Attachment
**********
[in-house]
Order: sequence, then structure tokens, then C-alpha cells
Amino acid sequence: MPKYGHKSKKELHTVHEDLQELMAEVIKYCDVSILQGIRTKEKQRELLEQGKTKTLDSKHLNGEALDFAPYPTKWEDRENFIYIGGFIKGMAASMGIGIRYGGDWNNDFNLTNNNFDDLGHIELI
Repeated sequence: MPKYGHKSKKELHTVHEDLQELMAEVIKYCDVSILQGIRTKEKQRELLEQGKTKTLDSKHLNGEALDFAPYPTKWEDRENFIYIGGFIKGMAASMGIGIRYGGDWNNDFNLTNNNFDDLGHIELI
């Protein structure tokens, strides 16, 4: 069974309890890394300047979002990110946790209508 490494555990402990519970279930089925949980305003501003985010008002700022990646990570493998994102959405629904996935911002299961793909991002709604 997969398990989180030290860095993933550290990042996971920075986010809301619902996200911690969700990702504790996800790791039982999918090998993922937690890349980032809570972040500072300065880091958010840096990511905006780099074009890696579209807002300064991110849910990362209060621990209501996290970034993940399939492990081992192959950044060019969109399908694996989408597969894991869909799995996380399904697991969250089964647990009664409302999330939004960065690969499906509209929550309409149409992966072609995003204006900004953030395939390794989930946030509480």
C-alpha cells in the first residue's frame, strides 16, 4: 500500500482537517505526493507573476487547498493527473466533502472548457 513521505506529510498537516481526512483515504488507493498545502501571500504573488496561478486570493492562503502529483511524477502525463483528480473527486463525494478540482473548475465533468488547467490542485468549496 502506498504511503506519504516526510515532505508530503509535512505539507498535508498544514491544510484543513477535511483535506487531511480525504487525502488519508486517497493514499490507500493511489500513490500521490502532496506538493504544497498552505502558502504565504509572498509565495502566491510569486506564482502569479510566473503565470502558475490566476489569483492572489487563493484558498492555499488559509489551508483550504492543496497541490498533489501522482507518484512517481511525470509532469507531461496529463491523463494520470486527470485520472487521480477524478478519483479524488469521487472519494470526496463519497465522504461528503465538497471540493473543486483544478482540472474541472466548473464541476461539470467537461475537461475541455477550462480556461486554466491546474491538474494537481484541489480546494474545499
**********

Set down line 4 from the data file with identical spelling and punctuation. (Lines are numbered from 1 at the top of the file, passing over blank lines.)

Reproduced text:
Repeated sequence: MPKYGHKSKKELHTVHEDLQELMAEVIKYCDVSILQGIRTKEKQRELLEQGKTKTLDSKHLNGEALDFAPYPTKWEDRENFIYIGGFIKGMAASMGIGIRYGGDWNNDFNLTNNNFDDLGHIELI